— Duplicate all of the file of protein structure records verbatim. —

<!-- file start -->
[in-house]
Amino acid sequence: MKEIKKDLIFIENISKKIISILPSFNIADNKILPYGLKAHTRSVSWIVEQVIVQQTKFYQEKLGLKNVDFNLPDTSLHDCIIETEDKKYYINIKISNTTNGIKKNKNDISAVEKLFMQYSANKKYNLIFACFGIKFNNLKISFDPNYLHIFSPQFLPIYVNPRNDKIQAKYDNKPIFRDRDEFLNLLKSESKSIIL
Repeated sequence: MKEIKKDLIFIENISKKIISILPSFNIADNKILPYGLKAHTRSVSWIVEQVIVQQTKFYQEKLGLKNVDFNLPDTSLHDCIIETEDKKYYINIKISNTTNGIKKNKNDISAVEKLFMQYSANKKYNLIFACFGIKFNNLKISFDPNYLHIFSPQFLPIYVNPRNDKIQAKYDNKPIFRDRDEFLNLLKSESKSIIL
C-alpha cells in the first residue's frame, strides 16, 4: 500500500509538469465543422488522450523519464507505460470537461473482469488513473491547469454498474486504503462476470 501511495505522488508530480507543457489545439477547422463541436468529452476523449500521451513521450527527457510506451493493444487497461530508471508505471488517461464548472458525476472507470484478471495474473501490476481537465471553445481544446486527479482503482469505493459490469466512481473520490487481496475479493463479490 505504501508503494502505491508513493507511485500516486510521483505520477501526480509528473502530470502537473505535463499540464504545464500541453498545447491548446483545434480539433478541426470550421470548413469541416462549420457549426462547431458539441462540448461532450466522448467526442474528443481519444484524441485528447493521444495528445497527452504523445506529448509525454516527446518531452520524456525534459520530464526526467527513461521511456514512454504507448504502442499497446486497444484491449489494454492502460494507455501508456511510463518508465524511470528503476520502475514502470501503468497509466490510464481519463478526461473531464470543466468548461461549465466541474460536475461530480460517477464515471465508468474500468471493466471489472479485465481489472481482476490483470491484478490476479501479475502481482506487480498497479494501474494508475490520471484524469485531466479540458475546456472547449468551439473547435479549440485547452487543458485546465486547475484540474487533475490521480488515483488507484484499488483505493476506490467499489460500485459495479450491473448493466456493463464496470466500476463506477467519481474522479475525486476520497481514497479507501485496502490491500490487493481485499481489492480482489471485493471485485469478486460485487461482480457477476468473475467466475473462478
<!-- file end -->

[in-house]
Amino acid sequence: MKEIKKDLIFIENISKKIISILPSFNIADNKILPYGLKAHTRSVSWIVEQVIVQQTKFYQEKLGLKNVDFNLPDTSLHDCIIETEDKKYYINIKISNTTNGIKKNKNDISAVEKLFMQYSANKKYNLIFACFGIKFNNLKISFDPNYLHIFSPQFLPIYVNPRNDKIQAKYDNKPIFRDRDEFLNLLKSESKSIIL
Repeated sequence: MKEIKKDLIFIENISKKIISILPSFNIADNKILPYGLKAHTRSVSWIVEQVIVQQTKFYQEKLGLKNVDFNLPDTSLHDCIIETEDKKYYINIKISNTTNGIKKNKNDISAVEKLFMQYSANKKYNLIFACFGIKFNNLKISFDPNYLHIFSPQFLPIYVNPRNDKIQAKYDNKPIFRDRDEFLNLLKSESKSIIL
C-alpha cells in the first residue's frame, strides 16, 4: 500500500509538469465543422488522450523519464507505460470537461473482469488513473491547469454498474486504503462476470 501511495505522488508530480507543457489545439477547422463541436468529452476523449500521451513521450527527457510506451493493444487497461530508471508505471488517461464548472458525476472507470484478471495474473501490476481537465471553445481544446486527479482503482469505493459490469466512481473520490487481496475479493463479490 505504501508503494502505491508513493507511485500516486510521483505520477501526480509528473502530470502537473505535463499540464504545464500541453498545447491548446483545434480539433478541426470550421470548413469541416462549420457549426462547431458539441462540448461532450466522448467526442474528443481519444484524441485528447493521444495528445497527452504523445506529448509525454516527446518531452520524456525534459520530464526526467527513461521511456514512454504507448504502442499497446486497444484491449489494454492502460494507455501508456511510463518508465524511470528503476520502475514502470501503468497509466490510464481519463478526461473531464470543466468548461461549465466541474460536475461530480460517477464515471465508468474500468471493466471489472479485465481489472481482476490483470491484478490476479501479475502481482506487480498497479494501474494508475490520471484524469485531466479540458475546456472547449468551439473547435479549440485547452487543458485546465486547475484540474487533475490521480488515483488507484484499488483505493476506490467499489460500485459495479450491473448493466456493463464496470466500476463506477467519481474522479475525486476520497481514497479507501485496502490491500490487493481485499481489492480482489471485493471485485469478486460485487461482480457477476468473475467466475473462478